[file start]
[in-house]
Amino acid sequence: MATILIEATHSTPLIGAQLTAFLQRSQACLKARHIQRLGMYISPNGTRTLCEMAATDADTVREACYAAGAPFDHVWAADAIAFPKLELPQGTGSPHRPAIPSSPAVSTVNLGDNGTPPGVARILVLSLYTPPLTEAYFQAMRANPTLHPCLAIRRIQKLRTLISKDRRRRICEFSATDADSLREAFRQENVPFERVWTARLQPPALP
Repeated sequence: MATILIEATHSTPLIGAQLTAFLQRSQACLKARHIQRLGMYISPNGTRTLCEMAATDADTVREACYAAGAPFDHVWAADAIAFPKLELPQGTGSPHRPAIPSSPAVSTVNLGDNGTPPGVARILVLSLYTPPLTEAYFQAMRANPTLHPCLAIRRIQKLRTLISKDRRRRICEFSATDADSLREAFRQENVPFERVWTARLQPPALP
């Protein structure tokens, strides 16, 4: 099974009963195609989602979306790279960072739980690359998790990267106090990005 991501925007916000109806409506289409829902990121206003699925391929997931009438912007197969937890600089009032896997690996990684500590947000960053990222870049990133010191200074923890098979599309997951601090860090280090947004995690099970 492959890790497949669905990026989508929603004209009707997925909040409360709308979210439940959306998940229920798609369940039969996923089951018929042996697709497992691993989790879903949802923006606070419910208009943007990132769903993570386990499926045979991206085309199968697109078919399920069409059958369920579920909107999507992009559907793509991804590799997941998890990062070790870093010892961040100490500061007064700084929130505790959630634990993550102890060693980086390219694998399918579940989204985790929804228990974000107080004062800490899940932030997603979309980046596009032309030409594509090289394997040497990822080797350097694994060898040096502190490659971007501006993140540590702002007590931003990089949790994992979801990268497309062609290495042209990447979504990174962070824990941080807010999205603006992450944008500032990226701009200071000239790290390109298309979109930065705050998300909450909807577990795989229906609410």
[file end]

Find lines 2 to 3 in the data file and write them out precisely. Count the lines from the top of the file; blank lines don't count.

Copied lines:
Amino acid sequence: MATILIEATHSTPLIGAQLTAFLQRSQACLKARHIQRLGMYISPNGTRTLCEMAATDADTVREACYAAGAPFDHVWAADAIAFPKLELPQGTGSPHRPAIPSSPAVSTVNLGDNGTPPGVARILVLSLYTPPLTEAYFQAMRANPTLHPCLAIRRIQKLRTLISKDRRRRICEFSATDADSLREAFRQENVPFERVWTARLQPPALP
Repeated sequence: MATILIEATHSTPLIGAQLTAFLQRSQACLKARHIQRLGMYISPNGTRTLCEMAATDADTVREACYAAGAPFDHVWAADAIAFPKLELPQGTGSPHRPAIPSSPAVSTVNLGDNGTPPGVARILVLSLYTPPLTEAYFQAMRANPTLHPCLAIRRIQKLRTLISKDRRRRICEFSATDADSLREAFRQENVPFERVWTARLQPPALP